NEW YORK (TheStreet) -- Most of the time, Fred Dawson is a financial planner at a wealth management firm in Delaware. But every once in a while, the self-described "rock star wannabe" drops a few thousand dollars for the chance to play keyboard with the likes of The Who's Roger Daltry and former Rolling Stones bass player Bill Wyman.
Dawson is a denizen of
, a multiday experience in which would-be rock stars form bands and perform songs under the direction of veteran rock star counselors. Founded by producer David Fishof (who also produced Ringo Starr and his All-Starr Band), the camp takes place in major performance venues all over the world. Upcoming camps include Philadelphia (Oct. 22-24 at the Trocadero Theatre), Dallas (Nov. 12-14 at The House of Blues) and Chicago (Nov. 19-21 at the House of Blues.) Camp counselors will include Dickey Betts from the Allman Brothers Band, Mark Hudson of The Hudson Brothers and Kip Winger of Winger. An upcoming camp in New York (Jan. 13-17) will feature Roger Daltry. Camp packages generally start at $1,999, but can exceed $10,000 for five-day experiences.
What he paid to go to a camp in London would have paid for "a nice new car," says Dawson, but he paid without qualms -- the upcoming camp in Philadelphia will be his ninth. "I've got to play with just about every one of my rock idols," adds Dawson, whose camp band names have included Spinal Cracker and Feral Katz. "My 'been-to-the-mountaintop' experience" was at the London camp, where I got to play 'Whiter Shade of Pale' with Gary Brooker
of Procol Harem in Abbey Road Studies on the same Hammond Organ that The Beatles used! I can die a happy man."
Slash, one-time guitarist for the band Guns N' Roses, works with executive Vaughn Merlyn at a recent Rock 'n' Roll Fantasy Camp.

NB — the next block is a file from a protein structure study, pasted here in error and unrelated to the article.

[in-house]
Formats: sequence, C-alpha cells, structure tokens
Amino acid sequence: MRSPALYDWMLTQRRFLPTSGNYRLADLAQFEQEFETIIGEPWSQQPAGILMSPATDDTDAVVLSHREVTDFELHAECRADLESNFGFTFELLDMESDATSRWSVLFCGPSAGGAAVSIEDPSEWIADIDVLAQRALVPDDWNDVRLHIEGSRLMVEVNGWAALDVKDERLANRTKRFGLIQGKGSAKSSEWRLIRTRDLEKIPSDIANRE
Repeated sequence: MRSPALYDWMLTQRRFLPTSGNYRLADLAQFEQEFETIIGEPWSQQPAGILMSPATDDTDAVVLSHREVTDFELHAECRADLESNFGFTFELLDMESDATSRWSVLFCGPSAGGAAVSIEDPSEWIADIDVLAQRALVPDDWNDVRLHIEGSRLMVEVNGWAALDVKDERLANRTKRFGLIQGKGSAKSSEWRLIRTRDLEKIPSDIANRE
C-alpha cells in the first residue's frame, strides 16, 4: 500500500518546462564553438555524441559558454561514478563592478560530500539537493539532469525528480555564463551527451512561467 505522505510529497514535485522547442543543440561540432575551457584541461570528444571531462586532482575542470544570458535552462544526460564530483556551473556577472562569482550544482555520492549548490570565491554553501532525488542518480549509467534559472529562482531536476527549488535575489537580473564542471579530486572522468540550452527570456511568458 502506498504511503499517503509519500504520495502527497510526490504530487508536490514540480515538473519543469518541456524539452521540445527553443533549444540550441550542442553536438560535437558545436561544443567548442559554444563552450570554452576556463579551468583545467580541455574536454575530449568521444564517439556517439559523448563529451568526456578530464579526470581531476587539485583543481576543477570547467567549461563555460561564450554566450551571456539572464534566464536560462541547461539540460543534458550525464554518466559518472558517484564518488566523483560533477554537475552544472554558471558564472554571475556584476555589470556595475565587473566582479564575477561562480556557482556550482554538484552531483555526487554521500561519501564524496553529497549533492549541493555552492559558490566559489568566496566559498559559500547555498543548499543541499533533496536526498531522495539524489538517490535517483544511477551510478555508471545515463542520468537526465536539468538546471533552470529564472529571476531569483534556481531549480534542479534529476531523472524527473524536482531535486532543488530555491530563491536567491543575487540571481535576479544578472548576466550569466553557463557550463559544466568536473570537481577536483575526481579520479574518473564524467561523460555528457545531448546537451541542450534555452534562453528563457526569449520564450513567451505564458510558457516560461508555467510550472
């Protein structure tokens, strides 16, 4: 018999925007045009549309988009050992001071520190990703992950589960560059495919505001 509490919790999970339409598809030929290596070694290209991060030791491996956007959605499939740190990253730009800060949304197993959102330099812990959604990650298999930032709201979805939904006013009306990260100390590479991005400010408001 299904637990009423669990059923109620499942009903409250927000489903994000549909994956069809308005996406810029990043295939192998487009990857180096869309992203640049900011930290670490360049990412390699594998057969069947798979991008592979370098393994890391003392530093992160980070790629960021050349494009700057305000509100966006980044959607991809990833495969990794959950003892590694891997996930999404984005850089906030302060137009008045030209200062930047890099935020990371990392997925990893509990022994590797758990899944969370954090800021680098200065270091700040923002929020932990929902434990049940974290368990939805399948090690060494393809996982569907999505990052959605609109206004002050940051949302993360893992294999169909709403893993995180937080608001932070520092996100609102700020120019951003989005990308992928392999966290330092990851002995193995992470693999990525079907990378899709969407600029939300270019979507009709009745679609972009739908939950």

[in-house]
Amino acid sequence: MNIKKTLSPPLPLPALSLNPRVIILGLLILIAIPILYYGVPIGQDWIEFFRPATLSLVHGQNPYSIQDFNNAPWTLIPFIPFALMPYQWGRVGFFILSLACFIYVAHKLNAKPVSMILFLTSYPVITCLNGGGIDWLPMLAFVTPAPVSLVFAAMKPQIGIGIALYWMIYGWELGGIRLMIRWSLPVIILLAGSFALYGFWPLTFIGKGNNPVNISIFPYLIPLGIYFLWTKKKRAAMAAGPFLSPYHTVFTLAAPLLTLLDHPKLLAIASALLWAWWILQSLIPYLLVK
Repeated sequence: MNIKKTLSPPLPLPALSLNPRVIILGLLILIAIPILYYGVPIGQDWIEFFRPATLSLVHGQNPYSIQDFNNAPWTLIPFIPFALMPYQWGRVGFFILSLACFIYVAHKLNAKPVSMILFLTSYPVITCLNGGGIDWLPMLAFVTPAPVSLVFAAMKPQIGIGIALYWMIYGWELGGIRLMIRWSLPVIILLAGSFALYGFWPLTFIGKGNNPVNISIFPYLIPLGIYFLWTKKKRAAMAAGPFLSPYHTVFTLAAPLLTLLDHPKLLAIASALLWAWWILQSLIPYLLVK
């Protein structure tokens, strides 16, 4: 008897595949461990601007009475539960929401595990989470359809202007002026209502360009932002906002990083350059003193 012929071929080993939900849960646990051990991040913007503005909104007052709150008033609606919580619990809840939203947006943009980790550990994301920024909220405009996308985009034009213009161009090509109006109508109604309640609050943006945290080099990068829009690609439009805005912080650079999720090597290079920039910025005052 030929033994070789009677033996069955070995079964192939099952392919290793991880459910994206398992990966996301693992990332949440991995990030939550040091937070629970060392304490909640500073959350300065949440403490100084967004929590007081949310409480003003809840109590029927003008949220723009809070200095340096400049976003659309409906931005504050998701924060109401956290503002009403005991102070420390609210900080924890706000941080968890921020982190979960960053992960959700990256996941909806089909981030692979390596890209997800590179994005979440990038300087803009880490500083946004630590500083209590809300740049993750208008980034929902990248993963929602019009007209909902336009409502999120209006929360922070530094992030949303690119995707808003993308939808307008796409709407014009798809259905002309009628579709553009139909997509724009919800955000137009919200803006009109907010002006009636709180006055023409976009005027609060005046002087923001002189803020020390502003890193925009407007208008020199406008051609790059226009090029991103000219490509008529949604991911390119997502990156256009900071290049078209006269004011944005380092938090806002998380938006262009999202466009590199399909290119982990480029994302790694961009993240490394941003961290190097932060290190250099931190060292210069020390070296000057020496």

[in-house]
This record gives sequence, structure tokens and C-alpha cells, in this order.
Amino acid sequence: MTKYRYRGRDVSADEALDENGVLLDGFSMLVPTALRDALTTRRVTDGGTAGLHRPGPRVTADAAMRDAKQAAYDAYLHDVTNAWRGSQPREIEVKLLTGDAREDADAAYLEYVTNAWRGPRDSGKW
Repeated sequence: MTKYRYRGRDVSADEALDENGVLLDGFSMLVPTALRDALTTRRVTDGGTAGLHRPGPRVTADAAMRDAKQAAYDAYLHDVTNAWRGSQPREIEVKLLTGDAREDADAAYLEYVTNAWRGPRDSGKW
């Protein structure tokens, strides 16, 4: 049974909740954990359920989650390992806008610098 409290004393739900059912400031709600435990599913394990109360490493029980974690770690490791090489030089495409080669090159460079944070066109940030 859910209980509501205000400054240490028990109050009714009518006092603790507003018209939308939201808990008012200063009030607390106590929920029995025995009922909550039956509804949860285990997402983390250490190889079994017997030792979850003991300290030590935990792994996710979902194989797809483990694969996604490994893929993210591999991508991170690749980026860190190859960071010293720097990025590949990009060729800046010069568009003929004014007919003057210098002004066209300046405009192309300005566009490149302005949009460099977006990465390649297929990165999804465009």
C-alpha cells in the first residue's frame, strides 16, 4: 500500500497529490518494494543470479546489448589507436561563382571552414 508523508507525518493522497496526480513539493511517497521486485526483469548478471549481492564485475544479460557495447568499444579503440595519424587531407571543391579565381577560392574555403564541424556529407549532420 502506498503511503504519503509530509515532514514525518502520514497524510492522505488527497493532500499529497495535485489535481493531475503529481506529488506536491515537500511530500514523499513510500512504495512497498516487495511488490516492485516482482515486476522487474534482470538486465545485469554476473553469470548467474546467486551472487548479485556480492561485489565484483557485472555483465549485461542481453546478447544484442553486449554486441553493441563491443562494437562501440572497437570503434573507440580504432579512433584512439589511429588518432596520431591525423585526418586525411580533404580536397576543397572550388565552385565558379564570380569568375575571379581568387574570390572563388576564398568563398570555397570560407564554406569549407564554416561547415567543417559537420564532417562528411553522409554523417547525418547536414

Camp bands are largely made up of white-collar executives, including
co-founder Ed Oates, who liked the experience so much he invested in the company.
"For an executive, this is the most interesting thing that they learn: that when you're in a band you have to pay attention to other people, it's not just about you," Fishof says. Along with producing a TV show about the camp for
channel VH1 Classic, he is working on a book called
Rock Your Business
that equates running a corporation to running a rock band.
Oates concurs. "Every member has something to contribute, and that success means not only that the group succeeds but that we as individuals succeed," he says. "I think all successful leaders --
Roger Daltry -- share not only high skill levels, but have great self-confidence. They basically 'bet it all' on themselves and their founding members."
Indeed, campers report that their stage performances help boost performance in their day jobs.
"The secret thing I picked up was motivation," says Laura Sperber, an amateur drummer and president of rare coin dealer
whose camp experiences included jamming with Jane Wiedlin of the Go-Gos. "The camps have been the most motivational things I have ever done in my life! For the following 30 to 90 days -- after I get my hearing back -- I am more focused, driven and happier in my business."
Of course, not every executive harbors dreams of being a rock star. For those whose childhood professional plans were more jockish, there's
Penn State Football Fantasy Camp
-- one of several camps run by
in which campers (men only) pay $2,500 to spend five days as Nittany Lions players or honorary coaches. Would-be pachyderm pilots can drop $2,200 for a three-night experience at the
Four Seasons Hotel's
Tented Camp in Golden Triangle, Thailand, which includes hands-on training from Thai mahouts. And
in Huntsville, Ala., includes an adult package ($449-$899) that includes sessions in a space shuttle stimulator and a "1/6 gravity chair" (arguably a nice alternative to fat camp in terms of feeling lighter.)
If nothing else, grown-up camps will provide cocktail party conversation fodder for a lifetime.
"My personal self confidence and self esteem has taken a giant leap forward," Dawson says. "Nobody has the bragging rights that I do!"
-- Written by Carmen Nobel in Boston.
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